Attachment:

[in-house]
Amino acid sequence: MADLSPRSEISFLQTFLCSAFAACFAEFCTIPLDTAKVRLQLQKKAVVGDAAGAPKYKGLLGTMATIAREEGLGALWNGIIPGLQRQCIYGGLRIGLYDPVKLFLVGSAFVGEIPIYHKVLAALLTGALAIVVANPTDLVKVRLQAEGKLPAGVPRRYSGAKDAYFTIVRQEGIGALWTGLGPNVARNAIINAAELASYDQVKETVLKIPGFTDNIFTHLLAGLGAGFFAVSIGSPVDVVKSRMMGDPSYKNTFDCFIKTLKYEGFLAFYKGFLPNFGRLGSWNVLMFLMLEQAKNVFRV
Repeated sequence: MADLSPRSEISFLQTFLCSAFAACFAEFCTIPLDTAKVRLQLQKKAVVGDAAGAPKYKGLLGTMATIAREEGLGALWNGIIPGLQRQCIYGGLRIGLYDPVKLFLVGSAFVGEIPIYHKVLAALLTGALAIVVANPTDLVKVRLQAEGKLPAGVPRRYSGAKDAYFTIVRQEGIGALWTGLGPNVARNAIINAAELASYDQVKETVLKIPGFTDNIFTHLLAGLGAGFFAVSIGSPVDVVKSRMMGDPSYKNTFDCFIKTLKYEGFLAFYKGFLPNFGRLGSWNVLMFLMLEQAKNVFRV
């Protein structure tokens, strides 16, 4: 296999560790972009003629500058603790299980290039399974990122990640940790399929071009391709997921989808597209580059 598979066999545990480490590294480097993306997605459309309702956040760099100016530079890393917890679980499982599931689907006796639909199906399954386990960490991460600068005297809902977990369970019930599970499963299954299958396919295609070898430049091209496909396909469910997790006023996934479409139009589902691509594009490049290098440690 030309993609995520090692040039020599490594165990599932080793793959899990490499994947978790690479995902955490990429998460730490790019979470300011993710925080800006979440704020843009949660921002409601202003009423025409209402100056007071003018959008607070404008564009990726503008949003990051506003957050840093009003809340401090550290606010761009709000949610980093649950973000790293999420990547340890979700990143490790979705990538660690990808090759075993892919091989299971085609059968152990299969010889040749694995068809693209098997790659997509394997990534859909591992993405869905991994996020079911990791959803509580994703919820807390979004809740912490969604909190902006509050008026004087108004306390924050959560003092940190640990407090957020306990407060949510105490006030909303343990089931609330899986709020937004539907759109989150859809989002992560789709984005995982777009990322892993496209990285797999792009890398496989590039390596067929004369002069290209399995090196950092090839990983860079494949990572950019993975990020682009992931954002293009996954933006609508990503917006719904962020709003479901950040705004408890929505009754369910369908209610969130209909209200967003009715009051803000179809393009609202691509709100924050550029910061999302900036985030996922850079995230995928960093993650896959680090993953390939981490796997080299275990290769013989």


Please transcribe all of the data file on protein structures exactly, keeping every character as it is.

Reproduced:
[in-house]
Amino acid sequence: MADLSPRSEISFLQTFLCSAFAACFAEFCTIPLDTAKVRLQLQKKAVVGDAAGAPKYKGLLGTMATIAREEGLGALWNGIIPGLQRQCIYGGLRIGLYDPVKLFLVGSAFVGEIPIYHKVLAALLTGALAIVVANPTDLVKVRLQAEGKLPAGVPRRYSGAKDAYFTIVRQEGIGALWTGLGPNVARNAIINAAELASYDQVKETVLKIPGFTDNIFTHLLAGLGAGFFAVSIGSPVDVVKSRMMGDPSYKNTFDCFIKTLKYEGFLAFYKGFLPNFGRLGSWNVLMFLMLEQAKNVFRV
Repeated sequence: MADLSPRSEISFLQTFLCSAFAACFAEFCTIPLDTAKVRLQLQKKAVVGDAAGAPKYKGLLGTMATIAREEGLGALWNGIIPGLQRQCIYGGLRIGLYDPVKLFLVGSAFVGEIPIYHKVLAALLTGALAIVVANPTDLVKVRLQAEGKLPAGVPRRYSGAKDAYFTIVRQEGIGALWTGLGPNVARNAIINAAELASYDQVKETVLKIPGFTDNIFTHLLAGLGAGFFAVSIGSPVDVVKSRMMGDPSYKNTFDCFIKTLKYEGFLAFYKGFLPNFGRLGSWNVLMFLMLEQAKNVFRV
């Protein structure tokens, strides 16, 4: 296999560790972009003629500058603790299980290039399974990122990640940790399929071009391709997921989808597209580059 598979066999545990480490590294480097993306997605459309309702956040760099100016530079890393917890679980499982599931689907006796639909199906399954386990960490991460600068005297809902977990369970019930599970499963299954299958396919295609070898430049091209496909396909469910997790006023996934479409139009589902691509594009490049290098440690 030309993609995520090692040039020599490594165990599932080793793959899990490499994947978790690479995902955490990429998460730490790019979470300011993710925080800006979440704020843009949660921002409601202003009423025409209402100056007071003018959008607070404008564009990726503008949003990051506003957050840093009003809340401090550290606010761009709000949610980093649950973000790293999420990547340890979700990143490790979705990538660690990808090759075993892919091989299971085609059968152990299969010889040749694995068809693209098997790659997509394997990534859909591992993405869905991994996020079911990791959803509580994703919820807390979004809740912490969604909190902006509050008026004087108004306390924050959560003092940190640990407090957020306990407060949510105490006030909303343990089931609330899986709020937004539907759109989150859809989002992560789709984005995982777009990322892993496209990285797999792009890398496989590039390596067929004369002069290209399995090196950092090839990983860079494949990572950019993975990020682009992931954002293009996954933006609508990503917006719904962020709003479901950040705004408890929505009754369910369908209610969130209909209200967003009715009051803000179809393009609202691509709100924050550029910061999302900036985030996922850079995230995928960093993650896959680090993953390939981490796997080299275990290769013989």